The European Union (EU) Registration, Evaluation, Authorisation, and Restriction of Chemicals (REACH) Regulation and the Restriction of Hazardous Substances (RoHS) Directive have many things in common: both are required for market access, are commonly managed by product and/or materials compliance departments, and restrict the use of potentially dangerous substances in all products sold. Both the EU REACH Regulation and EU RoHS Directive aim to reduce and restrict substances that can be deemed harmful to humans and the environment, but there are also many differences between RoHS vs Reach, even though discussions about them often go hand-in-hand.
There is some overlap between the two pieces of legislation. When a substance that is already covered under the RoHS Directive is added to the REACH SVHC Candidate List, enforcement authorities make an effort to ensure there is no conflict between requirements and that controls are consistent. There is a common understanding that RoHS should be given priority to regulate all issues pertaining to the use of substances in Electrical and Electronic Equipment (EEE).
One more thing both REACH and RoHS have in common is the risk associated with non-compliance. Non-compliance with either law can result in reputation damage, loss of market access, recall of goods, loss of revenues, and/or fines. When you’re working to develop a RoHS compliance program, or a REACH one, here are some of the similarities and differences to keep in mind.
This article explains how the two regulations differ, and provides guidance for manufacturers who need to comply with one or both.
REACH vs RoHS Comparison
|Scope||A horizontal framework, applicable to all parts and products sold in the EU, with some exemptions, such as radioactive materials.||A vertical sector-specific law that focuses on all electronic and electrical equipment, with a small list of specific exclusions, such as the means of transport and equipment used solely for national security purposes.|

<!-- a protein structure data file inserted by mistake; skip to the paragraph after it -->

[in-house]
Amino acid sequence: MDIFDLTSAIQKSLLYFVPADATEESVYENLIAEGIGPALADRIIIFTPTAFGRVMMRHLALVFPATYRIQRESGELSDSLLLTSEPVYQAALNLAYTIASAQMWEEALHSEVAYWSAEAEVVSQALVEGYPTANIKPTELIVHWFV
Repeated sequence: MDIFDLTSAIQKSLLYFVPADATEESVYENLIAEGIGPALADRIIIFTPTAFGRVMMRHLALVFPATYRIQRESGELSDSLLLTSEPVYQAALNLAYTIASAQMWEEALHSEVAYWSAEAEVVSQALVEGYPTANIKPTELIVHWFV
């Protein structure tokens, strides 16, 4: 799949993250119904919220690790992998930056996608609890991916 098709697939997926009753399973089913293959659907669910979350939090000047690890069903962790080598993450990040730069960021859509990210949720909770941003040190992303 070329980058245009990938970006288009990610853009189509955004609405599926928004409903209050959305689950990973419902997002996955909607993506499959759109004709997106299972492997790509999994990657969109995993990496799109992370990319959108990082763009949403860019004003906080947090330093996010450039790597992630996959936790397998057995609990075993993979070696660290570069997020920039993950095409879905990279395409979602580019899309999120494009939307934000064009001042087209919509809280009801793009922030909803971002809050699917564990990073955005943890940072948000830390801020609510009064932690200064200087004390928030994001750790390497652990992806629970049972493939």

|Substances||Requires written disclosure of all SVHCs (233 substances as of January 2023) in products and packaging. REACH also includes a number of per- and polyfluorinated substances (PFAS).||Restricts the concentration of 10 specific substances in EEE products, including certain:
|Evaluation||Evaluated at the article level.||Evaluated at the homogenous material level.|
|Legal||Is a regulation, which is legally-binding across all EU member states.||Is a directive, which means each member state must put it into national law, but it must have the same impact and effect across all territories.|
What Is RoHS Compliance?
The EU RoHS Directive seeks to limit the impact and exposure of specific hazardous substances to consumers and the environment, and reduce occupational exposure when products or equipment are manufactured, recycled, or sent for final disposal. To be EU RoHS compliant, companies must put measures in place like a RoHS compliance solution to control the use of hazardous substances in electrical and electronic equipment (EEE) and provide documentation demonstrating compliance with all aspects of this European Single Market directive.
Accordingly, electrical and electronic products, and all accessories sold with them, cannot be placed on the market if they contain RoHS-restricted substances above maximum concentration limits at the homogeneous level. However, RoHS does include exemptions that allow some restricted substances to be used in certain very technical and specific applications if a suitable substitute is not available on the market or that substitute has a greater environmental impact. The use of any exemption must still be disclosed when making declarations of RoHS compliance.
Proactive RoHS Compliance Insights: The RoHS Handbook
Complying with RoHS requires a deep understanding of your supply chain, and the parts in your electrical and electronic equipment. The RoHS Handbook helps you get proactive about:
- Managing exemptions for restricted substances you rely on
- Demonstrating compliance across the EU
- Protecting your bottom line from product recalls and lost market access